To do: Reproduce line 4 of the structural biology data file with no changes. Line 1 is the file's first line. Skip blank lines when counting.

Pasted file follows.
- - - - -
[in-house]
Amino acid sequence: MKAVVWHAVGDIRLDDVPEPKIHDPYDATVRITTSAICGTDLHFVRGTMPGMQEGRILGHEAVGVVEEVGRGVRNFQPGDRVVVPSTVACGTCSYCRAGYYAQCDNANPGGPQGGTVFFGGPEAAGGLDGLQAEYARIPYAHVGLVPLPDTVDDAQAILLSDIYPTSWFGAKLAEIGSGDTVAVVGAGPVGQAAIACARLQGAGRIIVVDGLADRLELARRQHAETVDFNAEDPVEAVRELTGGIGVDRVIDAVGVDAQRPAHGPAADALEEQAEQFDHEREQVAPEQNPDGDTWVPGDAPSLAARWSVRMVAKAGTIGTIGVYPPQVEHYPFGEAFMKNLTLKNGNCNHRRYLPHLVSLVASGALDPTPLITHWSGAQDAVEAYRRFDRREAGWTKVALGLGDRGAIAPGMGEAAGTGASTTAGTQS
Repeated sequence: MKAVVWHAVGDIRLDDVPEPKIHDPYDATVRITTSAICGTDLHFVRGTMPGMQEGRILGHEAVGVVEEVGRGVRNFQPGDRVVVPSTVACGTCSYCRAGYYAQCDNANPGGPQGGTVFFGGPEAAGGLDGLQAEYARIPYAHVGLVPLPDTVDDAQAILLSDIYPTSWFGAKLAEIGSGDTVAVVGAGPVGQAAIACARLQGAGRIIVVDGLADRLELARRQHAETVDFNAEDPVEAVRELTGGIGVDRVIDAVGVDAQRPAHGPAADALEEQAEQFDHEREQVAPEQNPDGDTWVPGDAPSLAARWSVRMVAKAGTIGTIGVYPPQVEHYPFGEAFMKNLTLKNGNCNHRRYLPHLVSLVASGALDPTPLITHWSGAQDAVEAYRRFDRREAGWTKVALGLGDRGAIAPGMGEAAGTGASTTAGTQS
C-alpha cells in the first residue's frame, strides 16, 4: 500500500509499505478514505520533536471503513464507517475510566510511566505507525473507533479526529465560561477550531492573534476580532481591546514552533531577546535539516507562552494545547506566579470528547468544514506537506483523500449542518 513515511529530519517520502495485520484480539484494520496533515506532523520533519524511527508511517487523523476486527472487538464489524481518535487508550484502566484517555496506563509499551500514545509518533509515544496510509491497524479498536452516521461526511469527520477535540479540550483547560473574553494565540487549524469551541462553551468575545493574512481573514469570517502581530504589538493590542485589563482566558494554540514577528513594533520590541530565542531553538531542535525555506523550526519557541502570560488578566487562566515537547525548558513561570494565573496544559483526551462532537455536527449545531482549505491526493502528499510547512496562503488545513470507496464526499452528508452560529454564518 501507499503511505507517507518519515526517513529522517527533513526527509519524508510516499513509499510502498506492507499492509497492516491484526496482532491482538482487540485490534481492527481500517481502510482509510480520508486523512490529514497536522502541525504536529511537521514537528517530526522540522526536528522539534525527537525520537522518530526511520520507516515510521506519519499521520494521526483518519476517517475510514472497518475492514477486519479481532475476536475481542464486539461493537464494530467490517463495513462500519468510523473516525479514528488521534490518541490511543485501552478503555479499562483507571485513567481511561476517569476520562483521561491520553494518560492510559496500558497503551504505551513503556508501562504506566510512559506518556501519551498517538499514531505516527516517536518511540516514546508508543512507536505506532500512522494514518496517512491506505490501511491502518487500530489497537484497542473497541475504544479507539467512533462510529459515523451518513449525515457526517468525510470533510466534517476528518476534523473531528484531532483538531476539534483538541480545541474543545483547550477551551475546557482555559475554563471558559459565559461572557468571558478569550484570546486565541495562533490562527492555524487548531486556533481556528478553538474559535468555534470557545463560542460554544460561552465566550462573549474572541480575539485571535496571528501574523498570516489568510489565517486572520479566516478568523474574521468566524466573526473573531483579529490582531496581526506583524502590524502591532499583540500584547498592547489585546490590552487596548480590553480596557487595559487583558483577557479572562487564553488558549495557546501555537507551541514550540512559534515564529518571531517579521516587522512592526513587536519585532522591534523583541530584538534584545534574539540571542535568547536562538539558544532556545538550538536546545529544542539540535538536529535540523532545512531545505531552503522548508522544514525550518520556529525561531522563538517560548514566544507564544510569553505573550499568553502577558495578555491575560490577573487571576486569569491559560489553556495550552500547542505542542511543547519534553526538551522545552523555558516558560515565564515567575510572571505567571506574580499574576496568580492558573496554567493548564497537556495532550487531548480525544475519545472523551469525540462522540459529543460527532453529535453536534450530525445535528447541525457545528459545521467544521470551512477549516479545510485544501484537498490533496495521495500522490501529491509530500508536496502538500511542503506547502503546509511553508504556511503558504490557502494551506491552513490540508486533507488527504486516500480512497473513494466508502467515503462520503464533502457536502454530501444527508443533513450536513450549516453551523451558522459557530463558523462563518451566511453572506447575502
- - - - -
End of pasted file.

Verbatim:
C-alpha cells in the first residue's frame, strides 16, 4: 500500500509499505478514505520533536471503513464507517475510566510511566505507525473507533479526529465560561477550531492573534476580532481591546514552533531577546535539516507562552494545547506566579470528547468544514506537506483523500449542518 513515511529530519517520502495485520484480539484494520496533515506532523520533519524511527508511517487523523476486527472487538464489524481518535487508550484502566484517555496506563509499551500514545509518533509515544496510509491497524479498536452516521461526511469527520477535540479540550483547560473574553494565540487549524469551541462553551468575545493574512481573514469570517502581530504589538493590542485589563482566558494554540514577528513594533520590541530565542531553538531542535525555506523550526519557541502570560488578566487562566515537547525548558513561570494565573496544559483526551462532537455536527449545531482549505491526493502528499510547512496562503488545513470507496464526499452528508452560529454564518 501507499503511505507517507518519515526517513529522517527533513526527509519524508510516499513509499510502498506492507499492509497492516491484526496482532491482538482487540485490534481492527481500517481502510482509510480520508486523512490529514497536522502541525504536529511537521514537528517530526522540522526536528522539534525527537525520537522518530526511520520507516515510521506519519499521520494521526483518519476517517475510514472497518475492514477486519479481532475476536475481542464486539461493537464494530467490517463495513462500519468510523473516525479514528488521534490518541490511543485501552478503555479499562483507571485513567481511561476517569476520562483521561491520553494518560492510559496500558497503551504505551513503556508501562504506566510512559506518556501519551498517538499514531505516527516517536518511540516514546508508543512507536505506532500512522494514518496517512491506505490501511491502518487500530489497537484497542473497541475504544479507539467512533462510529459515523451518513449525515457526517468525510470533510466534517476528518476534523473531528484531532483538531476539534483538541480545541474543545483547550477551551475546557482555559475554563471558559459565559461572557468571558478569550484570546486565541495562533490562527492555524487548531486556533481556528478553538474559535468555534470557545463560542460554544460561552465566550462573549474572541480575539485571535496571528501574523498570516489568510489565517486572520479566516478568523474574521468566524466573526473573531483579529490582531496581526506583524502590524502591532499583540500584547498592547489585546490590552487596548480590553480596557487595559487583558483577557479572562487564553488558549495557546501555537507551541514550540512559534515564529518571531517579521516587522512592526513587536519585532522591534523583541530584538534584545534574539540571542535568547536562538539558544532556545538550538536546545529544542539540535538536529535540523532545512531545505531552503522548508522544514525550518520556529525561531522563538517560548514566544507564544510569553505573550499568553502577558495578555491575560490577573487571576486569569491559560489553556495550552500547542505542542511543547519534553526538551522545552523555558516558560515565564515567575510572571505567571506574580499574576496568580492558573496554567493548564497537556495532550487531548480525544475519545472523551469525540462522540459529543460527532453529535453536534450530525445535528447541525457545528459545521467544521470551512477549516479545510485544501484537498490533496495521495500522490501529491509530500508536496502538500511542503506547502503546509511553508504556511503558504490557502494551506491552513490540508486533507488527504486516500480512497473513494466508502467515503462520503464533502457536502454530501444527508443533513450536513450549516453551523451558522459557530463558523462563518451566511453572506447575502